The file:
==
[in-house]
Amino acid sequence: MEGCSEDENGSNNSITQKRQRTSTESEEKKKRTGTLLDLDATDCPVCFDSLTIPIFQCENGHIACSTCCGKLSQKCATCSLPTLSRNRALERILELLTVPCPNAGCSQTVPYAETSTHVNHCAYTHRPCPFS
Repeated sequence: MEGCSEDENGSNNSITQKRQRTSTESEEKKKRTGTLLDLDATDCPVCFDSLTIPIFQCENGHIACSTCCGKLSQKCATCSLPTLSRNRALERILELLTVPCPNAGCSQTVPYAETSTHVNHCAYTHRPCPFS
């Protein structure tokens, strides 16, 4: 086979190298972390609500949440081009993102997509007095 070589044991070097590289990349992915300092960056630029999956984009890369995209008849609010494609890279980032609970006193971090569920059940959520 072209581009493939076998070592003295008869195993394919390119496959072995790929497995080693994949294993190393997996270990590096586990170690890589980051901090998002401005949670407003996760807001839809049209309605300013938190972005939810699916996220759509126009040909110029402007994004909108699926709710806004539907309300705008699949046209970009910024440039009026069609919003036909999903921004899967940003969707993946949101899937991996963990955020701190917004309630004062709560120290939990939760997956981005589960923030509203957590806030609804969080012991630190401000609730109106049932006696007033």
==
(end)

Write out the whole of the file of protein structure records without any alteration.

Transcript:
[in-house]
Amino acid sequence: MEGCSEDENGSNNSITQKRQRTSTESEEKKKRTGTLLDLDATDCPVCFDSLTIPIFQCENGHIACSTCCGKLSQKCATCSLPTLSRNRALERILELLTVPCPNAGCSQTVPYAETSTHVNHCAYTHRPCPFS
Repeated sequence: MEGCSEDENGSNNSITQKRQRTSTESEEKKKRTGTLLDLDATDCPVCFDSLTIPIFQCENGHIACSTCCGKLSQKCATCSLPTLSRNRALERILELLTVPCPNAGCSQTVPYAETSTHVNHCAYTHRPCPFS
């Protein structure tokens, strides 16, 4: 086979190298972390609500949440081009993102997509007095 070589044991070097590289990349992915300092960056630029999956984009890369995209008849609010494609890279980032609970006193971090569920059940959520 072209581009493939076998070592003295008869195993394919390119496959072995790929497995080693994949294993190393997996270990590096586990170690890589980051901090998002401005949670407003996760807001839809049209309605300013938190972005939810699916996220759509126009040909110029402007994004909108699926709710806004539907309300705008699949046209970009910024440039009026069609919003036909999903921004899967940003969707993946949101899937991996963990955020701190917004309630004062709560120290939990939760997956981005589960923030509203957590806030609804969080012991630190401000609730109106049932006696007033």